Finally, what is notable about Russell, KS (besides being the birthplace of Robert Dole) was that they have a kind of limestone rock that farmers and rangers used for fence posts.  This rock was used because wood posts were so hard to find on the treeless prairie OR if they were used they would burn with the next prairie fire.  One could see them in the fields holding up the barbed wire fencing all along the way about 25 feet apart from each other standing about a yard high.  So this stretch of area grew rock instead of trees but also what is underneath is oil that is being dredged out.


We have four more hours to drive to get to Denver but the weather could turn worse with snow and sleet showers. Weather reports sound off with tornadoes and high winds behind us, blizzards north of us and floods to the northeast of us.  Wow, spring is coming in like a lion and going out like one!  I’ll keep you posted as to when we finally arrive into Colorado, this is becoming a perilous journey but my husband is an old hand when it comes to tricky driving up mountain passes.  It will start looking like Almaty, Kazakhstan the closer we get to our destination.

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Geocaching (Part II)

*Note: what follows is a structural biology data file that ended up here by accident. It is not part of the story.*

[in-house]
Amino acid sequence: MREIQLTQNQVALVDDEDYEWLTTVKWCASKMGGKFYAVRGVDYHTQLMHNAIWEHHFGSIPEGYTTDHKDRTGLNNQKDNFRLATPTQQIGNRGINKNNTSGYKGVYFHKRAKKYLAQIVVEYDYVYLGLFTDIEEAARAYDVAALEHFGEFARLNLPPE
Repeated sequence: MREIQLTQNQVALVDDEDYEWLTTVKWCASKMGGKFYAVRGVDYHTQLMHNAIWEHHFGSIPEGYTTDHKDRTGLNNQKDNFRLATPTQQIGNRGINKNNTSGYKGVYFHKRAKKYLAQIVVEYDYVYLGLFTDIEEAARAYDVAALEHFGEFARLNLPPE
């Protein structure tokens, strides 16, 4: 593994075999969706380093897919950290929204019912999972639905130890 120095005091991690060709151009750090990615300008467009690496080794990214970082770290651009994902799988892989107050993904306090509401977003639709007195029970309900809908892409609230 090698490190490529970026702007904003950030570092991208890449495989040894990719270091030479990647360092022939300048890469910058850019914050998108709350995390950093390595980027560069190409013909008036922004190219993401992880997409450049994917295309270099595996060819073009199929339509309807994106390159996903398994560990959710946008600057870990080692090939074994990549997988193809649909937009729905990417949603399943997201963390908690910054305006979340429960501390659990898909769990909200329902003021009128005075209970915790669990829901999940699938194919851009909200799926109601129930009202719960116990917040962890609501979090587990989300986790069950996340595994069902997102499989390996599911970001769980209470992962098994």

I suppose geocaching is for the yuppies to enjoy who own a Garmin GPS.  Also, for those computer geeks who live in the Twin Cities and other urban areas of the U.S. and Canada.  This phenomenon has spread throughout the world and there are different versions of it which started in 2000 after Y2K (remember that scare?).  The “Planet of the Apes” movie promoters began a kind of scavenger hunt with finding things from the movie located in different places.  Many different themes and varieties of geocaching, some are exclusively for kids, others are more challenging.  Needed: computer to check website for where the treasures are stashed, GPS and then good hiking boots to muck about in the woods.

The general rule of thumb for geocaching is to find the cache, replace something of equal or greater value in the container and sign the log book.  I had seen a name that had been written in as early as 2004 on one of the four places we located the other day.  Some are spoilers of this game who take the cache away from the location and then the computer website has to say that it is compromised.  Those people who do that are called “mufflers” if I understood my sister correctly.  She said that there is a city-wide family event coming up with a kind of competition to see who can find the most in the given amount of time. 

I think it is great that parents are doing this activity with their kids and they all LOVE it.  The good thing is to do these hunts in early spring before the leaves open out and the woodticks come out which makes it a bit more intimating.  How I HATE wood ticks!!!  LOVE my nephews, however!  Good work guys on finding the caches (pronounced cashes)!